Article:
What do Wonder Woman, Leonardo da Vinci, and Kevin Smith have to do with blood-pressure monitoring? Read on to find out.
You know that our blood pressure monitor—which, no lie, appeared on a recent episode of “The Flash” and was even recommended by director Kevin Smith (thanks, Kevin!)—is great for tracking your blood pressure at home. But how did the practice of monitoring your blood pressure begin? Turns out blood-pressure monitoring has a long—and sometimes weird—history. Join us as we slap on some amazonium bracelets and lasso some truth.
Galen of Pergamum, an influential Greek physician, proposes the existence of a circulatory system in humans. He’s forward-thinking in some ways—he’s the first to demonstrate that arteries carry blood, not air, a popular notion at the time, and to note the differences between arterial and venous blood—and not so much in others: He believes the heart has two chambers, not four, and that a hole exists in the heart. Guess that’s what happens when you experiment only on animals. (Did we mention his version of a uterus is awfully close to a dog’s?) Still, his thinking continues to influence physicians for centuries.
More than 1000 years later, Leonardo da Vinci becomes fascinated with the heart and uses his understanding of engineering to try and understand how it functions. He describes how the arterial valves open and close, and demonstrates that—contrary to popular thought—the heart does not warm the blood. Related geekery: you might want to check out some of his anatomical drawings—they’re nifty.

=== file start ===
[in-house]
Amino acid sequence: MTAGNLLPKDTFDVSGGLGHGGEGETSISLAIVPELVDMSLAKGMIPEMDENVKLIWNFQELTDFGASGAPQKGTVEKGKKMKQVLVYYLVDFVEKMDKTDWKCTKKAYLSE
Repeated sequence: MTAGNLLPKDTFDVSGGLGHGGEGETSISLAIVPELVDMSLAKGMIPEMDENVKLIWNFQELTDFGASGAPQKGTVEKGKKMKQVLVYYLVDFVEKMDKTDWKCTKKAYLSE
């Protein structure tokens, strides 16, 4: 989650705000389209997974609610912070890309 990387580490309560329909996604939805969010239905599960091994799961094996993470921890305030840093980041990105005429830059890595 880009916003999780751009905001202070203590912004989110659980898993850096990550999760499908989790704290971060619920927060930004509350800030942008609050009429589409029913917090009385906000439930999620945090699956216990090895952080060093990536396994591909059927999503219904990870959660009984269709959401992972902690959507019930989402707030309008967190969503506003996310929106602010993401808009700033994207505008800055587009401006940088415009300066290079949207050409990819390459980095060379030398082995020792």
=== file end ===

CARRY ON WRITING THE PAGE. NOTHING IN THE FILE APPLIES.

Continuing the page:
Flemish anatomist Andreas Vesalius publishes De Humani Corporis Fabrica (On the Fabric of the Human Body), a book he writes after studying human corpses. He identifies two chambers and two atria—and contradicts Galen’s conclusion that a hole exists in the heart.
William Harvey, an English physician, becomes the first person to accurately describe circulation in the body, demonstrating that arteries and veins form a complete circuit in the body, starting and ending at the heart.
He also, it must be said, was pretty good at sucking up. Here’s his dedication to Charles I in De Motu Cordis: “Most serene King! The animal’s heart is the basis of its life, its chief member, the sun of its microcosm; on the heart all its activity depends, from the heart all its liveliness and strength arise. Equally is the king the basis of his kingdoms, the sun of his microcosm, the heart of the state; from him all power arises and all grace stems.”